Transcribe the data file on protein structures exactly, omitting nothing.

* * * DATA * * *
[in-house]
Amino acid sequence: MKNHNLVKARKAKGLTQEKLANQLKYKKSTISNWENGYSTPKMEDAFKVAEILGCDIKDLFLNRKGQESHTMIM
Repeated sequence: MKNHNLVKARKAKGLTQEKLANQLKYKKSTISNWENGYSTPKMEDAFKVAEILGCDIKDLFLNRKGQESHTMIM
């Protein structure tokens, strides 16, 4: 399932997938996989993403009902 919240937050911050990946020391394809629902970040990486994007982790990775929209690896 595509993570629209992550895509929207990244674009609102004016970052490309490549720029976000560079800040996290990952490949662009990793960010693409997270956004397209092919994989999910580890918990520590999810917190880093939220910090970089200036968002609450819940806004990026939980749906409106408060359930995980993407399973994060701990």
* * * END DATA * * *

[in-house]
Amino acid sequence: MKNHNLVKARKAKGLTQEKLANQLKYKKSTISNWENGYSTPKMEDAFKVAEILGCDIKDLFLNRKGQESHTMIM
Repeated sequence: MKNHNLVKARKAKGLTQEKLANQLKYKKSTISNWENGYSTPKMEDAFKVAEILGCDIKDLFLNRKGQESHTMIM
């Protein structure tokens, strides 16, 4: 399932997938996989993403009902 919240937050911050990946020391394809629902970040990486994007982790990775929209690896 595509993570629209992550895509929207990244674009609102004016970052490309490549720029976000560079800040996290990952490949662009990793960010693409997270956004397209092919994989999910580890918990520590999810917190880093939220910090970089200036968002609450819940806004990026939980749906409106408060359930995980993407399973994060701990």